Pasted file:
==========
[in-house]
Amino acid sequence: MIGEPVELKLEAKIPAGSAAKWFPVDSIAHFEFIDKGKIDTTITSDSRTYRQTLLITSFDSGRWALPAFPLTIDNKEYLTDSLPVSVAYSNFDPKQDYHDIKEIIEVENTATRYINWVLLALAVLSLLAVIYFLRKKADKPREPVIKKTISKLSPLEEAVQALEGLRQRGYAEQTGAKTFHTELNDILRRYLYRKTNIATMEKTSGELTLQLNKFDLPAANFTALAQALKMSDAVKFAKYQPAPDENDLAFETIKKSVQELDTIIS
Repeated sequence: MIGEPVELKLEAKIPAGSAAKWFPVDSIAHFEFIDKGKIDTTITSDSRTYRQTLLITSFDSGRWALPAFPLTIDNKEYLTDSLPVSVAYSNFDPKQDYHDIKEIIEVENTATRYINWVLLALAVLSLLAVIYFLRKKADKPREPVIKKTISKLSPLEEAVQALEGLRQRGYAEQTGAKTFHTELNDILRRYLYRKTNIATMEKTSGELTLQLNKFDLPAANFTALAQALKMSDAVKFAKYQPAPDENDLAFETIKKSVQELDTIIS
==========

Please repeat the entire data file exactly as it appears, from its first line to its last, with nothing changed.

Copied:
[in-house]
Amino acid sequence: MIGEPVELKLEAKIPAGSAAKWFPVDSIAHFEFIDKGKIDTTITSDSRTYRQTLLITSFDSGRWALPAFPLTIDNKEYLTDSLPVSVAYSNFDPKQDYHDIKEIIEVENTATRYINWVLLALAVLSLLAVIYFLRKKADKPREPVIKKTISKLSPLEEAVQALEGLRQRGYAEQTGAKTFHTELNDILRRYLYRKTNIATMEKTSGELTLQLNKFDLPAANFTALAQALKMSDAVKFAKYQPAPDENDLAFETIKKSVQELDTIIS
Repeated sequence: MIGEPVELKLEAKIPAGSAAKWFPVDSIAHFEFIDKGKIDTTITSDSRTYRQTLLITSFDSGRWALPAFPLTIDNKEYLTDSLPVSVAYSNFDPKQDYHDIKEIIEVENTATRYINWVLLALAVLSLLAVIYFLRKKADKPREPVIKKTISKLSPLEEAVQALEGLRQRGYAEQTGAKTFHTELNDILRRYLYRKTNIATMEKTSGELTLQLNKFDLPAANFTALAQALKMSDAVKFAKYQPAPDENDLAFETIKKSVQELDTIIS